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5 Aspects of Florida’s Workers’ Compensation Act You Should Know

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Even with all the precautions, accidents at work happen and people can get hurt. Regardless of the field, each job comes with some risk of injury. However, some fields pose greater risks than others, and in extreme cases, workers may end up with injuries that affect their lives, harm their health, their career, their livelihood, or even cause death. 

This is why in Florida, like in other states, there are laws that require employers to provide worker’s compensation insurance and employees and employers alike should learn about them.  

Who Must Have Workers’ Compensation Insurance in Florida?

Employers are required to carry insurance policies that provide compensation for the workers in case of an accident. The policy should provide coverage for medical and other expenses, retraining, and it compensates employees for a portion of their wages, in case they have to miss work – temporarily or permanently. Each state sets workers’ comp requirements, and while they have many things in common, they also have differences.

According to the law, every employer with four or more employees has to carry Florida workers’ comp insurance, whether they work full-time or part-time. However, there are some exceptions. For instance, farming or agricultural industry employers with fewer than six regular employees aren’t required to provide coverage. They also have to provide it if they have 12 or more seasonal workers, working for more than 30 days. Construction companies, on the other hand, must have it even with one employee, including self-employed workers and contractors, regardless of whether they work full time or part-time.

Nevertheless, even businesses that aren’t required by law to provide workers’ comp insurance, like those with three or fewer employees, are also recommended to carry workers’ comp coverage. Without it, the incident may cost not only the injured employee but also your business a lot.

What Does It Cover?

In Florida, workers’ comp insurance partially compensates injured employees for their losses. It can provide several types of payments, depending on the extent or the nature of the injury. Some of the benefits include temporary partial or total impairment payments, permanent impairment payments, or permanent total disability payments.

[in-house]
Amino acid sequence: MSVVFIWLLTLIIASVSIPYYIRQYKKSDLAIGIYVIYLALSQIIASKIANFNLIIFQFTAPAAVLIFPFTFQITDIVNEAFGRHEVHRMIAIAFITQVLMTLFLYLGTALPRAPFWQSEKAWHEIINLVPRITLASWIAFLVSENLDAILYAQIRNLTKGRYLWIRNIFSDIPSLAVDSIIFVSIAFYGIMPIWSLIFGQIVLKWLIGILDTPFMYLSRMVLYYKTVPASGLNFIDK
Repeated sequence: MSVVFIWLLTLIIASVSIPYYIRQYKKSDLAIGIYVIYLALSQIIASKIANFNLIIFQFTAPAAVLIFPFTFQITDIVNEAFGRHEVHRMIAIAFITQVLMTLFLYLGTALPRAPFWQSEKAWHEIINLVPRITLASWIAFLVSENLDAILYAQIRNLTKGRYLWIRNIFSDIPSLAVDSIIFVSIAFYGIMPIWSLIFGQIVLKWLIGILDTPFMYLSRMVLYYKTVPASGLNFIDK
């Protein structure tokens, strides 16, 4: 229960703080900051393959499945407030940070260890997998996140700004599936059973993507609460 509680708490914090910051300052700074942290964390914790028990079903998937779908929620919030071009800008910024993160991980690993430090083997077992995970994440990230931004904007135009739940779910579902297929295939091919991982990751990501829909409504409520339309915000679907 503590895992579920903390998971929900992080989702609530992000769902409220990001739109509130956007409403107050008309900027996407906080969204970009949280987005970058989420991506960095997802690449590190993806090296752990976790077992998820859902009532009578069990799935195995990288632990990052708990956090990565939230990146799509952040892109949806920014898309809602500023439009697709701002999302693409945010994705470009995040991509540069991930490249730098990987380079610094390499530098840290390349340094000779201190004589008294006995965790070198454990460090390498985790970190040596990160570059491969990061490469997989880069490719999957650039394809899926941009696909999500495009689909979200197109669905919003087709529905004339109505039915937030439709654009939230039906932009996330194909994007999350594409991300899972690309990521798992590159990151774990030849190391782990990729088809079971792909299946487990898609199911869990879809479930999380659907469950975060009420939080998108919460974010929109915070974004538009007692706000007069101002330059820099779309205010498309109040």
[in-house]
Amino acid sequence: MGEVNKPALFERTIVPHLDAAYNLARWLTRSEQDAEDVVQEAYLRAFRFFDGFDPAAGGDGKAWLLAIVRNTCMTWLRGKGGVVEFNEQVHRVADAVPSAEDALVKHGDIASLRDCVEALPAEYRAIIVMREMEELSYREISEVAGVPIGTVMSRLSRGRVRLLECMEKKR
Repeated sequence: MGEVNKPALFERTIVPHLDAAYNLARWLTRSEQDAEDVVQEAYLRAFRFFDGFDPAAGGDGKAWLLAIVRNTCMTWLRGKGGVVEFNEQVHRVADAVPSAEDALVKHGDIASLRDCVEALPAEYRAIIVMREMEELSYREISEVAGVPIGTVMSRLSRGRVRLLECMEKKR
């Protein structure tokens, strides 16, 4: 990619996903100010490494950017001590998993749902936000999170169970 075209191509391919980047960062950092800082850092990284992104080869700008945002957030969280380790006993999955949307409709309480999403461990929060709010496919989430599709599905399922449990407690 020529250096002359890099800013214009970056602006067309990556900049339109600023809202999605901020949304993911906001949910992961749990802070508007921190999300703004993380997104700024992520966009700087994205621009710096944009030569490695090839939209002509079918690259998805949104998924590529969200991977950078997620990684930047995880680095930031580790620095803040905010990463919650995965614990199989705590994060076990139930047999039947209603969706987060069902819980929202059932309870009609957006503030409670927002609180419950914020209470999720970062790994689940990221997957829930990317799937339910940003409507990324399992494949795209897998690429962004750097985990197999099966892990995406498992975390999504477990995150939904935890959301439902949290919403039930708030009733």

Additionally, Florida workers’ comp insurance coverage may provide benefits for vocational retraining, fuel for medical appointments, and so on. In the unfortunate event of a worker’s death as a result of a fatal work injury, it can provide burial costs and other expenses.

What Are the Restrictions?

There are cases in which a worker doesn’t have the right to claim benefits. For instance, if the incident in which the person was hurt wasn’t job-related, or if the injuries occurred as a result of company policies violations, misconduct, or drug or alcohol use. Another important thing to know is that Florida’s Workers’ Compensation Act doesn’t require coverage for work-related mental health issues.

How Can an Employee File a Claim?

In case you are injured on the job, you should get a medical exam and the necessary treatment immediately after the injury. To make a workers’ compensation claim to cover your expenses or wage losses, you should report the injury right away. If you fail to do so, the insurance claim may be challenged by the employer or the insurance company. 

In fact, the most common reasons workers’ comp claims get rejected is because the injury wasn’t reported promptly and because the injured employee didn’t submit to a medical exam immediately. According to the statute of limitations in Florida after 2 years from the date of the injury, the injured worker can’t claim benefits. 

What Are the Employer’s Responsibilities? 

Aside from the ethical reasons why an employer should provide workers’ compensation coverage, regardless of the field, but especially in physically demanding industries that pose greater risks to employees, like construction, they are also obliged by law. Under Florida law, failing to do so can result in stop-work orders. Employees injured at work can also take legal actions if their employer doesn’t have an active policy.

Another important thing to know is that by law employers are prohibited to retaliate in any way against an employee who has made a workers’ comp claim. This includes coercion, threats, intimidation, or firing among other things.


If you work or have a business in Florida, you should learn about the state requirements regarding workers’ compensation. In a nutshell, any employer that has four or more employees needs to have an active workers’ comp insurance policy. 

In some cases, like in businesses that have a greater risk of work-related injuries, the regulations are even more strict. This policy is intended to protect workers who were injured on the job, covering medical expenses, retraining, wage losses, and so on.